Mr. Meyer was the client's marketing problem solver, certainly, but also his father, confessor and shrink. He had worked with so many companies, achieving both depth in the client's sector and breadth across industries, that by direct experience and by pattern recognition he could help the client through just about any dilemma. "Any" pretty much meant every; the issues were as likely to revolve around organizational structure or the competence of individual executives as around trade promotion strategy or ad content. The CEO's queries were as likely to come in unscheduled late-night phone calls as in planned meetings during business hours.
"I learned what client service really means," this executive told me, "from watching Ed Meyer and our CEO." This story is worth recounting not simply because the 77-year-old Mr. Meyer appears, after decades of tight personal ownership, to be putting the last great independent marketing services empire up for sale. It's worth retelling because it shows how difficult it is to successfully sell a professional services business.
In advertising, the best service is inherently personal. The highest value derives not from a product being created for a customer, but from the acuity of the guidance being offered a client. This isn't to say that product isn't important, or that basic services don't count. As Carl Ally understood, the agency business does in fact create a product-advertising-that can move people to action. And as all good agencies know well, sweating the "small stuff"-media planning, consumer research, etc.-is central to building a sustainable enterprise. "My idea of this business," Albert Lasker said in 1925, is "to render service and make money."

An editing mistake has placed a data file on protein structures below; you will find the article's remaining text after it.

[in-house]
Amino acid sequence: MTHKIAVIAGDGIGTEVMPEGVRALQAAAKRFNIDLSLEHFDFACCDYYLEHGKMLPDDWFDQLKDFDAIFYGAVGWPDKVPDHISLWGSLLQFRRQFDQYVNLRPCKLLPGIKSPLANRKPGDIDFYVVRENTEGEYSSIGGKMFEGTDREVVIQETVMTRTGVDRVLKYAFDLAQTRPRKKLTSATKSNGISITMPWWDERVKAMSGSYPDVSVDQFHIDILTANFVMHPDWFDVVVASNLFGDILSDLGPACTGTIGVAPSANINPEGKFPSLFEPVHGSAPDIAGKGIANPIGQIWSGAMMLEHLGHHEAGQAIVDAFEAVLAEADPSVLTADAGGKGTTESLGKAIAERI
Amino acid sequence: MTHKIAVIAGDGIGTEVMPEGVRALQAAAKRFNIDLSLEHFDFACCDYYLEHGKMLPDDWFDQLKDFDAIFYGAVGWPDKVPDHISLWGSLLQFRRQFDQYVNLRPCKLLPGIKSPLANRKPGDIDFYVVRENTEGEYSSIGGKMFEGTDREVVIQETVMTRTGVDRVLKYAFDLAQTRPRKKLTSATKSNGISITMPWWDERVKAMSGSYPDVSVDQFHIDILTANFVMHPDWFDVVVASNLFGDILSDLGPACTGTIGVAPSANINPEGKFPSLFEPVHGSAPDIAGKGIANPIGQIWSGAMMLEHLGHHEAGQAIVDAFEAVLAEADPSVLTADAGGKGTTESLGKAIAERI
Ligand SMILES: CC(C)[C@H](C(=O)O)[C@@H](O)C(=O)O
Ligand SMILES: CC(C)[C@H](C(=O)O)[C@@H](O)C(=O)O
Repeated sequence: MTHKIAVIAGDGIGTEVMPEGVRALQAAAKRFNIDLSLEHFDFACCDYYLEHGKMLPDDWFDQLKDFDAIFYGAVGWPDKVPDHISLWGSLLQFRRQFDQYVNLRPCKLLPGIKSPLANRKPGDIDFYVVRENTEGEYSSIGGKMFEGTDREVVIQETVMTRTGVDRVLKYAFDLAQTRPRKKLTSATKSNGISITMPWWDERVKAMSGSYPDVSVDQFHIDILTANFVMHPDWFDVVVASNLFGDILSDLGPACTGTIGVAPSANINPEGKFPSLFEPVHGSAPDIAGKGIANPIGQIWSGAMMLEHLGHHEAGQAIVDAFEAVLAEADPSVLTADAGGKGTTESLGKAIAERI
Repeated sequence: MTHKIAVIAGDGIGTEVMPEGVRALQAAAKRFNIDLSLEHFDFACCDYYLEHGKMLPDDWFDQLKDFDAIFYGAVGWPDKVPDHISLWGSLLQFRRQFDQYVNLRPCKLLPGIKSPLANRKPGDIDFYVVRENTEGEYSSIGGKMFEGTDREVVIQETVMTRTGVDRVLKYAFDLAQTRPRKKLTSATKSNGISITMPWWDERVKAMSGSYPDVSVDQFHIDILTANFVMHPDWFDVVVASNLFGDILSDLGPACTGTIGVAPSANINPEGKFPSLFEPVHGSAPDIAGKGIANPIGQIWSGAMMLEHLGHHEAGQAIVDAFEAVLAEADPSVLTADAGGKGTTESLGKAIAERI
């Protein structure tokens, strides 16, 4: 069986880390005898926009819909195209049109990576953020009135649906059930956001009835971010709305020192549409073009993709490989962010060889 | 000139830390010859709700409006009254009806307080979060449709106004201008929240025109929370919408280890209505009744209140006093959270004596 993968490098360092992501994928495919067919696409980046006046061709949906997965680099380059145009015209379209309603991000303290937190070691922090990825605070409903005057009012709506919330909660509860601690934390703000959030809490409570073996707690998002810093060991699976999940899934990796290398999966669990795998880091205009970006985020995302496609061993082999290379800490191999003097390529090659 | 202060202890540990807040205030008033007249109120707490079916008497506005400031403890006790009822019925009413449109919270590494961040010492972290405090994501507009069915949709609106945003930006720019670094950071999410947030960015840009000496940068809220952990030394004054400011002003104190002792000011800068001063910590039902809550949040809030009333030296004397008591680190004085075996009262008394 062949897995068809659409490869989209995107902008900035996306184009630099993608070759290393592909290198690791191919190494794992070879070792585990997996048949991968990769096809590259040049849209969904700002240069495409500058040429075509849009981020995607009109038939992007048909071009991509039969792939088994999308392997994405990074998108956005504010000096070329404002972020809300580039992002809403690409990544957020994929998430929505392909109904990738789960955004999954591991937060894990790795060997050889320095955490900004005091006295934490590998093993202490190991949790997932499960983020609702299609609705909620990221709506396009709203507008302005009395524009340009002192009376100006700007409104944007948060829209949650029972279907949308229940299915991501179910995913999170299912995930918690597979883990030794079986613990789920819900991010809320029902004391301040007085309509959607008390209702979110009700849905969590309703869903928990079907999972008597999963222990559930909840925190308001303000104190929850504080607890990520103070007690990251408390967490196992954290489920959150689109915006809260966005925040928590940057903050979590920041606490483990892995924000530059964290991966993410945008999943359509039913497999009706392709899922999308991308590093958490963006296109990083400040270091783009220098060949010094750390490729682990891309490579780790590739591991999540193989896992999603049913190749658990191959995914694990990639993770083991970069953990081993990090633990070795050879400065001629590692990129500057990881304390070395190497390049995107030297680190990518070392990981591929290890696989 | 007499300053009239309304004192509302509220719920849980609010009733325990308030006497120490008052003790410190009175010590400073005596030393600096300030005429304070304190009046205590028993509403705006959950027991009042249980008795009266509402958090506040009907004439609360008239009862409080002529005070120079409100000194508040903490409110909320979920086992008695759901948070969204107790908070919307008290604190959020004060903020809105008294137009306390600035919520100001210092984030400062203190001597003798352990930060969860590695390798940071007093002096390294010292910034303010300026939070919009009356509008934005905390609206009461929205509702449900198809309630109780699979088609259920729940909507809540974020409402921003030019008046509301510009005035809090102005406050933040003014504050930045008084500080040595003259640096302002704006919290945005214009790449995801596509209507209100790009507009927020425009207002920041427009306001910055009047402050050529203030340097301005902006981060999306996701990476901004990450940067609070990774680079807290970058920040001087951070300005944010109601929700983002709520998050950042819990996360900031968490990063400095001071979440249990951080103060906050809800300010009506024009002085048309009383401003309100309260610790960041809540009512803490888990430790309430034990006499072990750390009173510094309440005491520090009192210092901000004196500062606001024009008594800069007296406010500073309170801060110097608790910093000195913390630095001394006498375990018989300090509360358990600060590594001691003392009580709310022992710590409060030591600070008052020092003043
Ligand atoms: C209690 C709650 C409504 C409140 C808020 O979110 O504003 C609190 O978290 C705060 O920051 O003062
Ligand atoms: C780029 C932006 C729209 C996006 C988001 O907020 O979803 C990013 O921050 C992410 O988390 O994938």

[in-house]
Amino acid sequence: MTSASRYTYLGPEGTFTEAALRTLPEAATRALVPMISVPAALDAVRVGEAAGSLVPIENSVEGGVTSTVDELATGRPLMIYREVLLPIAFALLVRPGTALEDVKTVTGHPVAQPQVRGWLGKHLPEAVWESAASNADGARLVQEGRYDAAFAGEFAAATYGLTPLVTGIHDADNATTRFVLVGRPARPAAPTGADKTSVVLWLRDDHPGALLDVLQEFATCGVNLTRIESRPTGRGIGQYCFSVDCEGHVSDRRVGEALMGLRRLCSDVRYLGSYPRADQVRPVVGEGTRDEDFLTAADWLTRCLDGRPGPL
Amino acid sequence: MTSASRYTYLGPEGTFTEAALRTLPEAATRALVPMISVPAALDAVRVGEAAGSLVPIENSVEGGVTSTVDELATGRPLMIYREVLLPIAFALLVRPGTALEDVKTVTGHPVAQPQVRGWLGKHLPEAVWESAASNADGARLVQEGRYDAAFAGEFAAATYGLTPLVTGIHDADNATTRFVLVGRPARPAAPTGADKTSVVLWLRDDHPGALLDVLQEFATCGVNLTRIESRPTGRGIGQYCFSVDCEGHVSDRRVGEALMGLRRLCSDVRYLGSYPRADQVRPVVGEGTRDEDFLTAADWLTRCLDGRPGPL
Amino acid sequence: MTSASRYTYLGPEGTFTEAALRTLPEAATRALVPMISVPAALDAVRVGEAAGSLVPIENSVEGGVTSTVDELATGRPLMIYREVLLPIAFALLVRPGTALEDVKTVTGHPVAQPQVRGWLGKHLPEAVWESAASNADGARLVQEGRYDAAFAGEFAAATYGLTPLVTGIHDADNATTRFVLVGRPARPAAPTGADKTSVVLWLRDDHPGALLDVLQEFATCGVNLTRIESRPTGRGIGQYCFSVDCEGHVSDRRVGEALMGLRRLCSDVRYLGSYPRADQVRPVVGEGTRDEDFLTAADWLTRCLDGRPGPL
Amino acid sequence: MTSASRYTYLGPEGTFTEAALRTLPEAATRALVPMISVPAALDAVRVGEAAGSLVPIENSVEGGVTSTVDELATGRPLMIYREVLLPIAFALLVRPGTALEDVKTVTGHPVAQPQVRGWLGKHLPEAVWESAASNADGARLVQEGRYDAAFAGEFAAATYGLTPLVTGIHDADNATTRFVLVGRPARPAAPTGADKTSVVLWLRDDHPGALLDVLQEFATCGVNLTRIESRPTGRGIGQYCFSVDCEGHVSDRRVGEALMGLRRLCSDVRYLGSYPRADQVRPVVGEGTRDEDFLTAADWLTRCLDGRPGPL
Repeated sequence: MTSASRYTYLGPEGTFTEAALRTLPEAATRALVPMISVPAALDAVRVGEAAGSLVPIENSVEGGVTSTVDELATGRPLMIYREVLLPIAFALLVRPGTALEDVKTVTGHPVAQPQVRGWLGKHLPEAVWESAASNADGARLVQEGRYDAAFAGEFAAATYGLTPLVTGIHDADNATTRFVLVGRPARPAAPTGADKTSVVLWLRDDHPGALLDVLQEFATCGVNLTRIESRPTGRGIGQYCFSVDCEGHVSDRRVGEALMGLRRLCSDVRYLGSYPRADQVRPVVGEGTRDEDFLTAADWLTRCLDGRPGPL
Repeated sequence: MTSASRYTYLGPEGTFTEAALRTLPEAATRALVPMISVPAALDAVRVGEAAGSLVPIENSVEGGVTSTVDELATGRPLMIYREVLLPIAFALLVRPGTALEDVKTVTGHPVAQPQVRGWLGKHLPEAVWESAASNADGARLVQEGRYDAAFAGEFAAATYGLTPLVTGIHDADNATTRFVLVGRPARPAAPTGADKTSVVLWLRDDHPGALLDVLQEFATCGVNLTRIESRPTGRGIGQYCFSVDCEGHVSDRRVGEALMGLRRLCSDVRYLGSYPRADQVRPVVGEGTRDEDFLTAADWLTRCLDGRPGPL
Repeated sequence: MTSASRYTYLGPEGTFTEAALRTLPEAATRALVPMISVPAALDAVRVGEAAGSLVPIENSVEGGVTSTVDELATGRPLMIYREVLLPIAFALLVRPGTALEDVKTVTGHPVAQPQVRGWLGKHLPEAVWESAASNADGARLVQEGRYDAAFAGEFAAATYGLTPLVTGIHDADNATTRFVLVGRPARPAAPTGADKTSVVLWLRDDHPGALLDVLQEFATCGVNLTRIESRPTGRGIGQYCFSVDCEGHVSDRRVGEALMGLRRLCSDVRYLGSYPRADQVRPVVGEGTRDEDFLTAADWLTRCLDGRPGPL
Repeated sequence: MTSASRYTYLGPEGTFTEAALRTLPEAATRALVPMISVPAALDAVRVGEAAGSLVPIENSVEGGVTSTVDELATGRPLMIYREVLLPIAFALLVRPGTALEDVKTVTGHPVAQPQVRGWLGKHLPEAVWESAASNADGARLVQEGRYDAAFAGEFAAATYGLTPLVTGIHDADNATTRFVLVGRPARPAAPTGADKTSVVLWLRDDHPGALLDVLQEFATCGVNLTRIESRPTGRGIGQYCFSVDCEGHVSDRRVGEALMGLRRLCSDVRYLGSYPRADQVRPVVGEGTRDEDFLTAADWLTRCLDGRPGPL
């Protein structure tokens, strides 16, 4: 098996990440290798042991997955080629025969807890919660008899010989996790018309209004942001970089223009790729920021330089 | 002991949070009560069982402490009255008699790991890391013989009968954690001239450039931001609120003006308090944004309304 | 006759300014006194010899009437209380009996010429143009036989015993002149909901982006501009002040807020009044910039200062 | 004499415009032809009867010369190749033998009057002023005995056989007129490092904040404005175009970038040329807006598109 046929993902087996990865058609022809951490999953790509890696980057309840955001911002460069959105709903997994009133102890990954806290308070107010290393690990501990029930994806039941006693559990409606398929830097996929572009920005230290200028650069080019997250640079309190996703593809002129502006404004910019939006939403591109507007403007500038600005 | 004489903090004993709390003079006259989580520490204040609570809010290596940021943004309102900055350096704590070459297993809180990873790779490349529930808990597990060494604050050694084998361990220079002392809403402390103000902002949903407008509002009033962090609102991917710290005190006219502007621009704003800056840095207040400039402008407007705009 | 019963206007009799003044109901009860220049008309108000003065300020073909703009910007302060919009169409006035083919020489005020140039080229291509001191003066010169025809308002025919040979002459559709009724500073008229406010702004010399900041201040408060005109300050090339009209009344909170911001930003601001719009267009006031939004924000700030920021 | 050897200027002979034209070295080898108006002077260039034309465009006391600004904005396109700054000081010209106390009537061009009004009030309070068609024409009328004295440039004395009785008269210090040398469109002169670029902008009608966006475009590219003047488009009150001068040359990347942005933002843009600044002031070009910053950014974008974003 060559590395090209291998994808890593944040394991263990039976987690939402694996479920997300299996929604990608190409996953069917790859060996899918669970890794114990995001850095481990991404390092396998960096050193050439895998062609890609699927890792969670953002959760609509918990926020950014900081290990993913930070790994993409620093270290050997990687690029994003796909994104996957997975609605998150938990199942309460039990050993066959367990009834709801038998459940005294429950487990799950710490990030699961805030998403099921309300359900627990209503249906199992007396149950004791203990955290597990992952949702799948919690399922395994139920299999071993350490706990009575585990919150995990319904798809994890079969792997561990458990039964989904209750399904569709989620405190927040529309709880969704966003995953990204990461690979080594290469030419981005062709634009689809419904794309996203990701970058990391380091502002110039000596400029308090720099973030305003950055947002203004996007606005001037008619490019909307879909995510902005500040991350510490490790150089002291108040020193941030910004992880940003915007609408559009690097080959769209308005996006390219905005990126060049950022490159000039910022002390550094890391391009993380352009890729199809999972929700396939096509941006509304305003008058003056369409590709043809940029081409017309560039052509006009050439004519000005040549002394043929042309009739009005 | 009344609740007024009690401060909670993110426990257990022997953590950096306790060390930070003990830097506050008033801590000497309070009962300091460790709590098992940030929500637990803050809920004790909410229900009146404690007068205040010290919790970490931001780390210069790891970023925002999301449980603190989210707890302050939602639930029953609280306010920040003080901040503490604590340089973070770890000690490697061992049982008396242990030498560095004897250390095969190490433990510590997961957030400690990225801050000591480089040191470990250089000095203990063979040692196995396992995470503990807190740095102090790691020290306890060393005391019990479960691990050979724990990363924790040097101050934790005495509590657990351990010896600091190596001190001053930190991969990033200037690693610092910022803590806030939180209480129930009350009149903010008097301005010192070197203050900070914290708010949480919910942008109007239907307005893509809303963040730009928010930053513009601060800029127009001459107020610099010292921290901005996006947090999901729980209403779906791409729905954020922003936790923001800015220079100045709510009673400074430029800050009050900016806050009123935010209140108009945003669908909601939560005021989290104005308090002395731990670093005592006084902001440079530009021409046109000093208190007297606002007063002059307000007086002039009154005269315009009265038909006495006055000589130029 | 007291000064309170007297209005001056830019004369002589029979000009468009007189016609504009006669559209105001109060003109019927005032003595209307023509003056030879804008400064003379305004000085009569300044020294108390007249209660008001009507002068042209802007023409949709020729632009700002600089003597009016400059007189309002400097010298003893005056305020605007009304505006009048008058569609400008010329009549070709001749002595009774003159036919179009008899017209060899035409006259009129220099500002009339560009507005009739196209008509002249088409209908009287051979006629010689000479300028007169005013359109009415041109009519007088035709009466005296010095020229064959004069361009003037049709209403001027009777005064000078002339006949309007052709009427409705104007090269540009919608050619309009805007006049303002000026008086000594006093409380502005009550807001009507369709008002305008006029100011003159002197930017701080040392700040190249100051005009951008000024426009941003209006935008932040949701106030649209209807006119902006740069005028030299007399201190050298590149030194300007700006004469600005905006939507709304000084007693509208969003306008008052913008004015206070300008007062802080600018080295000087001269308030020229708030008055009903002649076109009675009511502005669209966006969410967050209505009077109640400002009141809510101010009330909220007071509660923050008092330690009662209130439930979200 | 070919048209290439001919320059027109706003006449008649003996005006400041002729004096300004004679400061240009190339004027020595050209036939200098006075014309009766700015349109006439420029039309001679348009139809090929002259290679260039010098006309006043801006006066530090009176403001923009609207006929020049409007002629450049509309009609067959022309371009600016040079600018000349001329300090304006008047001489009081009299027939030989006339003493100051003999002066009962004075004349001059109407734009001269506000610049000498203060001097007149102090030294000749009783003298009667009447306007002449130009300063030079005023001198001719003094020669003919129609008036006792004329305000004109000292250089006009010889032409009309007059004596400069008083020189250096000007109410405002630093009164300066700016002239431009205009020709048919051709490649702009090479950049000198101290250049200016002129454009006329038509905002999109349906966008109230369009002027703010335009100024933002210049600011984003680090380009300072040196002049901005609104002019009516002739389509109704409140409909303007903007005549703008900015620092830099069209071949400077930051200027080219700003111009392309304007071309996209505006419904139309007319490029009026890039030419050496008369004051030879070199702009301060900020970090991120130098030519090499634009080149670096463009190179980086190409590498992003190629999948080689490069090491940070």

But there is a difference between service and Service-an almost mystical concept that is really about the bond between the advisor and the client. That bond long has been the subject of caricature. In Frederic Wakeman's novel "The Hucksters" the adman-client relationship was represented as an artifact of submissiveness to a domineering patron.
Chalk it up to the fact that advertising history tends to be written by disgruntled copywriters, who can see their handiwork on the page and screen, but cannot fathom at all what the best account people provide. For good reason, for that creation is as invisible as it is profound: wisdom. In the quotidian crush-the endless meetings; weekly same-store sales reports; daily P&Ls-most business leaders barely have time to look up from their desks. The ability to perceive patterns in the connections among their supply chain, customer demand, inventories and competitor activity is little more than a wish.
The greatest ad executives provide that intelligence. They are not "marketing geniuses," narrowly construed. Rather, they comprehend that the most critical business advances are inherently multifunctional, and they draw from experience to provide advice that brings together strategy, operational and organizational reality and marketing.
This is the brilliance of the great account executive. This is what Ed Meyer historically has provided his clients. And this is what makes successful mergers in advertising so difficult. Because while service-with-a-small-"s" is scalable, Service is learned magic.
Randall Rothenberg, an author and longtime journalist, is director of intellectual capital at consultancy Booz Allen Hamilton.